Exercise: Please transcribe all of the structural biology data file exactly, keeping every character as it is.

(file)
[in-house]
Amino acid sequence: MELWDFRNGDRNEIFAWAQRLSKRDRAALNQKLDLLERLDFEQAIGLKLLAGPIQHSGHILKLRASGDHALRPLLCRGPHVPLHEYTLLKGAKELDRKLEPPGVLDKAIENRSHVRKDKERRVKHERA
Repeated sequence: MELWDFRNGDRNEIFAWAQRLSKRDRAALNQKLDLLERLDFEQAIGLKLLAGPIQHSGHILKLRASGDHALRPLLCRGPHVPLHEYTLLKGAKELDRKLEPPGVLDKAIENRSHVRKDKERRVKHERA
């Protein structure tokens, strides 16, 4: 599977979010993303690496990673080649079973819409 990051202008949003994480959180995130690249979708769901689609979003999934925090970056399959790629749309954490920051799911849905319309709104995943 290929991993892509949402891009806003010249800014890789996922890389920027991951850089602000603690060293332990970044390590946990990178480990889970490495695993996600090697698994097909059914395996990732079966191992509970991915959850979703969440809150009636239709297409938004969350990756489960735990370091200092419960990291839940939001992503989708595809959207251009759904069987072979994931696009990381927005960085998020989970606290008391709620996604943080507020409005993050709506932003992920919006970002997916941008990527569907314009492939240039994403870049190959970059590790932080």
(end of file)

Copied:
[in-house]
Amino acid sequence: MELWDFRNGDRNEIFAWAQRLSKRDRAALNQKLDLLERLDFEQAIGLKLLAGPIQHSGHILKLRASGDHALRPLLCRGPHVPLHEYTLLKGAKELDRKLEPPGVLDKAIENRSHVRKDKERRVKHERA
Repeated sequence: MELWDFRNGDRNEIFAWAQRLSKRDRAALNQKLDLLERLDFEQAIGLKLLAGPIQHSGHILKLRASGDHALRPLLCRGPHVPLHEYTLLKGAKELDRKLEPPGVLDKAIENRSHVRKDKERRVKHERA
């Protein structure tokens, strides 16, 4: 599977979010993303690496990673080649079973819409 990051202008949003994480959180995130690249979708769901689609979003999934925090970056399959790629749309954490920051799911849905319309709104995943 290929991993892509949402891009806003010249800014890789996922890389920027991951850089602000603690060293332990970044390590946990990178480990889970490495695993996600090697698994097909059914395996990732079966191992509970991915959850979703969440809150009636239709297409938004969350990756489960735990370091200092419960990291839940939001992503989708595809959207251009759904069987072979994931696009990381927005960085998020989970606290008391709620996604943080507020409005993050709506932003992920919006970002997916941008990527569907314009492939240039994403870049190959970059590790932080």